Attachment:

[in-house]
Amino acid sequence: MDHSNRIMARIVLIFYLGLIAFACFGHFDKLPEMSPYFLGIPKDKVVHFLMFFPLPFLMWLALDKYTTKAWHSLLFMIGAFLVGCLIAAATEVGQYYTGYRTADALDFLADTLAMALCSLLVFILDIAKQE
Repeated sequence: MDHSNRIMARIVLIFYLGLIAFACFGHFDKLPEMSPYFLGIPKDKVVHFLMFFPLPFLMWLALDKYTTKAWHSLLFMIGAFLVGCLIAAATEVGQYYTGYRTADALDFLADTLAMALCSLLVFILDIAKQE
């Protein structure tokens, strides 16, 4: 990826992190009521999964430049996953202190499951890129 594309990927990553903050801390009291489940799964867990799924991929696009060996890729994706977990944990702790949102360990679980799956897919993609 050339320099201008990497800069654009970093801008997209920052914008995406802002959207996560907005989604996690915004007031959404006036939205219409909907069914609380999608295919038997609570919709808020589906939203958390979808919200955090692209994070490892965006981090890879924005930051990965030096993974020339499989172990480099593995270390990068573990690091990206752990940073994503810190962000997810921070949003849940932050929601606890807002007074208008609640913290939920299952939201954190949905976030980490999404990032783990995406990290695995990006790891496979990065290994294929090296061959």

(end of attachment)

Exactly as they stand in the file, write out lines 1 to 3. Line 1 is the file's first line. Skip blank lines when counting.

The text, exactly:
[in-house]
Amino acid sequence: MDHSNRIMARIVLIFYLGLIAFACFGHFDKLPEMSPYFLGIPKDKVVHFLMFFPLPFLMWLALDKYTTKAWHSLLFMIGAFLVGCLIAAATEVGQYYTGYRTADALDFLADTLAMALCSLLVFILDIAKQE
Repeated sequence: MDHSNRIMARIVLIFYLGLIAFACFGHFDKLPEMSPYFLGIPKDKVVHFLMFFPLPFLMWLALDKYTTKAWHSLLFMIGAFLVGCLIAAATEVGQYYTGYRTADALDFLADTLAMALCSLLVFILDIAKQE